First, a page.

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Solaware provides wearable solar lighting to ensure access to safe, healthy and affordable lighting. Their technology offers a source of light to the three billion people that don’t have reliable access to electricity, replacing dangerous and toxic kerosene lamps and candles, allowing people to continue to work, study, and socialise at night.

The unique technology inside Solaware’s lights was developed at the University of Cambridge. The device offers up to five hours of bright light each night whilst being substantially smaller than others on the market.

It can fit comfortably on the wrist, offering portable and wearable lighting. This mitigates the risk of theft associated with other devices and provides a source of light for people displaced from their homes by natural disasters and civil wars, as well as those travelling alone at night.


Solaware is a team of three passionate social entrepreneurs dedicated to providing technology to improve the lives of all people across the world. The team was formed out of the Cambridge Centre for Gallium Nitride, one of the first groups to develop high efficiency white LEDs.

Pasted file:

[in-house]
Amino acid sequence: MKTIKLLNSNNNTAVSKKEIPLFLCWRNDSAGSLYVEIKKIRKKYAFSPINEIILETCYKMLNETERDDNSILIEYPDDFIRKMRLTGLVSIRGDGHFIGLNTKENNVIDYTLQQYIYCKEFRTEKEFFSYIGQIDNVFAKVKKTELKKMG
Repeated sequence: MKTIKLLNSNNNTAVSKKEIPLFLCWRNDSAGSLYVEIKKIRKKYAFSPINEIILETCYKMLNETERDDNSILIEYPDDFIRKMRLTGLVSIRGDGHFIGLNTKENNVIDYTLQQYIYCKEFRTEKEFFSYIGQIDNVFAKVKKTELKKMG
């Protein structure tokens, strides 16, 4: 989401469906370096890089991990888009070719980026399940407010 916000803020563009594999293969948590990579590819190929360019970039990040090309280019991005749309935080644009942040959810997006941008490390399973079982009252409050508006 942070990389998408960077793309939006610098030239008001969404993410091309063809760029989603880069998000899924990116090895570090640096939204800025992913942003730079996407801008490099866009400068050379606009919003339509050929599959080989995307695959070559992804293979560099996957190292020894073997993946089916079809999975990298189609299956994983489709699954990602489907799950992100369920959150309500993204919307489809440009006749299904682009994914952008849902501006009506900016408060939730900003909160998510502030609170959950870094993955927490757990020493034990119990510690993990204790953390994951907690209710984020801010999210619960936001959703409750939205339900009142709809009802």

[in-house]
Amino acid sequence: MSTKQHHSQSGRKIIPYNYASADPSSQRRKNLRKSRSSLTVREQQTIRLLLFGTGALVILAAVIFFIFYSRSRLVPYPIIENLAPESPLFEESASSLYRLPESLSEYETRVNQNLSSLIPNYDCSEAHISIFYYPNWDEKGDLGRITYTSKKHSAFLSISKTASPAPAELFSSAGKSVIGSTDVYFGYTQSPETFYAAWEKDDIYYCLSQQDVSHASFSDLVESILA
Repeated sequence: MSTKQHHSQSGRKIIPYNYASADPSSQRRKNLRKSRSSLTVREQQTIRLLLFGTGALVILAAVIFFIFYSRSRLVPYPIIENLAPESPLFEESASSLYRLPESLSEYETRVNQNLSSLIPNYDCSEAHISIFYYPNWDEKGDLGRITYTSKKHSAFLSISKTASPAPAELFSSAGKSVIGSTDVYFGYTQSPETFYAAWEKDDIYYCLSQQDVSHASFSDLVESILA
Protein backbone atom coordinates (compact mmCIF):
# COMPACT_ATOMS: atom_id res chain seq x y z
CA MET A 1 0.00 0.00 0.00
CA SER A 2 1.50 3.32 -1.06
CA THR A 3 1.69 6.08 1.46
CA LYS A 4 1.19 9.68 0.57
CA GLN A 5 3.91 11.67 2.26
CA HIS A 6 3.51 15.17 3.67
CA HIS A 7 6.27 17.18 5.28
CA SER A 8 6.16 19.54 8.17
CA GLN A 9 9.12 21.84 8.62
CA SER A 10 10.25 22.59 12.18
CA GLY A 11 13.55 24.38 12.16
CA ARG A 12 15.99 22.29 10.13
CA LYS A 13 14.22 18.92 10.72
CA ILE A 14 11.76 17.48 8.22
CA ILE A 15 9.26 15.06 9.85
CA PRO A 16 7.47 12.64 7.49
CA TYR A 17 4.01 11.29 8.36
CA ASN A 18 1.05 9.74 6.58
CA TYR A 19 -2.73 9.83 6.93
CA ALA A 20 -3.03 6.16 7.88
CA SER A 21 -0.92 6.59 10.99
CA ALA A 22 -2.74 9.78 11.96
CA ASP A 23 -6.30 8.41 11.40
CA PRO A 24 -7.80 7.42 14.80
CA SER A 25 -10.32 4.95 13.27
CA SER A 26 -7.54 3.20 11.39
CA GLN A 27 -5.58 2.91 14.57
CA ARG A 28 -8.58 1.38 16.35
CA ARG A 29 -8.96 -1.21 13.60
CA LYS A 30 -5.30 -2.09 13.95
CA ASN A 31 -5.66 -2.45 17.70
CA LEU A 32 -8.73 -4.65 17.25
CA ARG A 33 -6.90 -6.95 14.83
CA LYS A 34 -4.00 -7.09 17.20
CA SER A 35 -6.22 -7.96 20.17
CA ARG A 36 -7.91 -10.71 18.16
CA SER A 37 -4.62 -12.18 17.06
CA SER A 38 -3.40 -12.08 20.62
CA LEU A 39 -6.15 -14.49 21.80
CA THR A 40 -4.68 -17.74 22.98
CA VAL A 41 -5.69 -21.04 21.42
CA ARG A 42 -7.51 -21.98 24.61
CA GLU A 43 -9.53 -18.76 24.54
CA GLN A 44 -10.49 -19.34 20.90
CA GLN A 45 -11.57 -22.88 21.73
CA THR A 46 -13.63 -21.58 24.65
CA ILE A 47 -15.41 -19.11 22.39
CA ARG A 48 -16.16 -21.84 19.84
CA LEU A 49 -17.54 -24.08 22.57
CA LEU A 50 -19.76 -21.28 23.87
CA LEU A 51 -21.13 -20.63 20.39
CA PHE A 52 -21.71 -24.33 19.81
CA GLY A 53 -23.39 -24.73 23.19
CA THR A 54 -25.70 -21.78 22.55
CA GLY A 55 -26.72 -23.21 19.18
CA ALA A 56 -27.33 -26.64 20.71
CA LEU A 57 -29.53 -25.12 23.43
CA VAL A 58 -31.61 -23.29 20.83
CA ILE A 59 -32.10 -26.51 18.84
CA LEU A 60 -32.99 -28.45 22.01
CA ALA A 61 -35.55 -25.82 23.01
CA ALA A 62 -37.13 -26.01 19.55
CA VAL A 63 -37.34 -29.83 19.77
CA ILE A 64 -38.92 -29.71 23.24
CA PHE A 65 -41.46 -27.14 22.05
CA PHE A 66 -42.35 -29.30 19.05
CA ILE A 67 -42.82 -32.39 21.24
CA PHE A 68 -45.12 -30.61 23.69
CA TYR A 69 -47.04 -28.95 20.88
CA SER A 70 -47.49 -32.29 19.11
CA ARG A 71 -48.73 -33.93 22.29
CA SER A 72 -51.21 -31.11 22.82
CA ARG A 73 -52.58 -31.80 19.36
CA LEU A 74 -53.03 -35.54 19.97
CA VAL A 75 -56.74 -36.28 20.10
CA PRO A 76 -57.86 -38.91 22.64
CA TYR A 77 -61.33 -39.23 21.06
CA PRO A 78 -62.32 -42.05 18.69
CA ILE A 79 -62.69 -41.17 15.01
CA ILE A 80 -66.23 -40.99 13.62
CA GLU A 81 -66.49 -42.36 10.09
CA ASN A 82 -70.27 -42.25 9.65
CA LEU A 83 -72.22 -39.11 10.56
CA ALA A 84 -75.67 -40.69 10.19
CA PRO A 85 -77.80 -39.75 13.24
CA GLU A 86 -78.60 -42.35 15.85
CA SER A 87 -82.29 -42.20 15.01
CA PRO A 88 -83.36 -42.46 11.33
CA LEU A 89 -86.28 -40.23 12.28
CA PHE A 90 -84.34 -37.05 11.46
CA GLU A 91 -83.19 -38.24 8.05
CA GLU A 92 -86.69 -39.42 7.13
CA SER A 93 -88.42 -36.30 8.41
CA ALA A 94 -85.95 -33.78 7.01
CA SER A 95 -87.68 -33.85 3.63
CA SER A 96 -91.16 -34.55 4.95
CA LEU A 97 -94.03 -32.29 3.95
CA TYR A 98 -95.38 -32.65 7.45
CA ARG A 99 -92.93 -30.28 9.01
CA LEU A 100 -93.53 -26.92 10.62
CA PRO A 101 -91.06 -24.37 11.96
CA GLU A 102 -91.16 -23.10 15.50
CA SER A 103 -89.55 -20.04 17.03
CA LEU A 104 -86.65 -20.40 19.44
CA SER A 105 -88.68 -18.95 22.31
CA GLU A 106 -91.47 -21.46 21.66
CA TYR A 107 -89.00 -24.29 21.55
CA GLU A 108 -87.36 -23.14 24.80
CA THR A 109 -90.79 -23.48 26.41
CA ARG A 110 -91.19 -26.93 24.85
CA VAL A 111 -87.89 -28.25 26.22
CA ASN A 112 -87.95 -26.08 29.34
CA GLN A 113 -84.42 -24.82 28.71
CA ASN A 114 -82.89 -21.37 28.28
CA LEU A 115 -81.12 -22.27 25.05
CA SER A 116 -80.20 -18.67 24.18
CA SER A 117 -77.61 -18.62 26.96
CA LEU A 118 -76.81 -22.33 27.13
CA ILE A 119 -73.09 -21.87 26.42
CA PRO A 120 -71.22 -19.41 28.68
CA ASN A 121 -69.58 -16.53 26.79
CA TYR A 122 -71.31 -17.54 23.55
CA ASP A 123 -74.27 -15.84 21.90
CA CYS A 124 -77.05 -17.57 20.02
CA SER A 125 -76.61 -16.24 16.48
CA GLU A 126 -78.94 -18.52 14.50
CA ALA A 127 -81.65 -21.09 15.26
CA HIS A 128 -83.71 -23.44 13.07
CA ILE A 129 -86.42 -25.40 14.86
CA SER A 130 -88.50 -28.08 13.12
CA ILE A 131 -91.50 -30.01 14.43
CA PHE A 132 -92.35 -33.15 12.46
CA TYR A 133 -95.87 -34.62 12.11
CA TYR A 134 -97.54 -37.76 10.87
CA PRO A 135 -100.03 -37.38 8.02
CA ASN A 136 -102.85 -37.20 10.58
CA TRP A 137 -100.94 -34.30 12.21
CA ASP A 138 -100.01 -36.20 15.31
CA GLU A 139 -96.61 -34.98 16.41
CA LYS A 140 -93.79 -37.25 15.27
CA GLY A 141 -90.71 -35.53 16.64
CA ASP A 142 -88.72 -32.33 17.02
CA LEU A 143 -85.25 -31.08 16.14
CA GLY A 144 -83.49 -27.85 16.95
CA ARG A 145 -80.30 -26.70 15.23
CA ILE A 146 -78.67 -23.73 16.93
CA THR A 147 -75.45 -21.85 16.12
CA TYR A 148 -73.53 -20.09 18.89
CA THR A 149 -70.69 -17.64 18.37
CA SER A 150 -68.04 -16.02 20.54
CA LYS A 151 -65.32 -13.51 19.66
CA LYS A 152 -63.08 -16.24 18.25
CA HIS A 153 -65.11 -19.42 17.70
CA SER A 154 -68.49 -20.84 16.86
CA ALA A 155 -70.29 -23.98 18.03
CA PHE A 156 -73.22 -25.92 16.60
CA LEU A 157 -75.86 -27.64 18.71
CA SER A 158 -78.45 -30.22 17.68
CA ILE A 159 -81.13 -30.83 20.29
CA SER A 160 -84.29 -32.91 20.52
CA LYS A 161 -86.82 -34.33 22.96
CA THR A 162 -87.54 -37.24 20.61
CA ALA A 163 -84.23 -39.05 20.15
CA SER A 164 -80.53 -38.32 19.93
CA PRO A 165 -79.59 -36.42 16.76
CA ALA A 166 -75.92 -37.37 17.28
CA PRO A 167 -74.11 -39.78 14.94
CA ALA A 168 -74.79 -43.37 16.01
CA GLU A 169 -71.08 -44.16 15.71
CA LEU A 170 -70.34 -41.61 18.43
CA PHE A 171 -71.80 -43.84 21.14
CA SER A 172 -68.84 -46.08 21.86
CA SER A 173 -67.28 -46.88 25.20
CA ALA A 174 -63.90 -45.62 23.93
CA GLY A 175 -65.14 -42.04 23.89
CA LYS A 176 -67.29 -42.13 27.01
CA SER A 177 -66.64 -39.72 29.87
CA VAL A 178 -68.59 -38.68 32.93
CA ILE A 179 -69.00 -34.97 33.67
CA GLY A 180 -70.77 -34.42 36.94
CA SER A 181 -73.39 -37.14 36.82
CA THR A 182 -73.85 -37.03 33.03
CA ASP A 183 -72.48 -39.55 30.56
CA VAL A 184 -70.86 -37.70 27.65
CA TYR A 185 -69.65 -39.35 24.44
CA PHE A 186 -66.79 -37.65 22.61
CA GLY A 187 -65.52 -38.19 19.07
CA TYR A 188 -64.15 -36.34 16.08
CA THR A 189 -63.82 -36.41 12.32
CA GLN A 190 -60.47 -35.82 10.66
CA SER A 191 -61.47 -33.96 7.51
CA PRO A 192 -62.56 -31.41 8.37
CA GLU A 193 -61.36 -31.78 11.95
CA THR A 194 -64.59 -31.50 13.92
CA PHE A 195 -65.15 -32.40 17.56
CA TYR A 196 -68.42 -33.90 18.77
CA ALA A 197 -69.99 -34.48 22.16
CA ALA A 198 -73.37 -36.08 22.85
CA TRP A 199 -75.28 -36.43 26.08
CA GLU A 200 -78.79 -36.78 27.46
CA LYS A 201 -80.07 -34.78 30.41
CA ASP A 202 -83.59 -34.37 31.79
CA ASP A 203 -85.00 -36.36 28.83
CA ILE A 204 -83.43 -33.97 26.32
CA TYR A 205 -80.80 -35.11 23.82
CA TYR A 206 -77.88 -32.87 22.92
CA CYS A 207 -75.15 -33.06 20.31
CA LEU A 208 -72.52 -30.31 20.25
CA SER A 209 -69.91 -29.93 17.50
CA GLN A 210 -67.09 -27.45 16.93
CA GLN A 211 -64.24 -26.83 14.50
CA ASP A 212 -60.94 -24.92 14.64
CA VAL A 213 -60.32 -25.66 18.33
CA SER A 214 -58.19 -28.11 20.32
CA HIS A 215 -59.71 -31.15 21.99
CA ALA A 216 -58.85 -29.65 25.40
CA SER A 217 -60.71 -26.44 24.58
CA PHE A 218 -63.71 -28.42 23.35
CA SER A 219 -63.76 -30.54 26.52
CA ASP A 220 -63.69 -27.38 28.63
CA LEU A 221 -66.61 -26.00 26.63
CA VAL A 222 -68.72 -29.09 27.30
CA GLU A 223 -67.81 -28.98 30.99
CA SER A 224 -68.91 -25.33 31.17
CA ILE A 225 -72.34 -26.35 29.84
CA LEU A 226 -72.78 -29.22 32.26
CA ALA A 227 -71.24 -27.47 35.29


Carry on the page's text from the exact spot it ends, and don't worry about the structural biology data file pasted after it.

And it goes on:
James Griffiths is a materials scientist working in the development of high efficiency light emitting diodes to provide more energy efficient lighting. He is also now developing the solar lighting technology used in Solaware devices.

Thomas Choi is currently researching and developing high power transistors for efficient high power energy conversion. He is continuing to work on the product development.

Shivi Chandna has recently completed her master’s degree in engineering for sustainable development after working on the implementation of sustainable technologies at Qualcomm. She is developing the business and commercialisation strategies at Solaware. 


Solaware’s aim is to ensure that every person around the world has access to safe, healthy and affordable lighting. 

More than three billion people across the world do not have reliable access to electricity. Instead, these people use kerosene lamps and candles. These dim sources of light generate toxic fumes which lead to an estimated 4.3 million deaths each year. Also, the ongoing cost of fuel and candles typically constitutes a large portion of household income in developing countries, trapping people in poverty.

Solaware wants to provide high quality lighting to people to allow people to continue to work, study and night using clean and sustainable solar energy. Their small, affordable devices will help to alleviate energy poverty and give people the freedom to pursue their aspirations. 

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Get in touch

Solaware would like to hear from any organisations interested in providing energy and lighting to people and communities in the developing world. They are always open to collaborating with technology companies on developing innovative and improved technology. They also welcome any opportunities for media coverage and speaking engagements.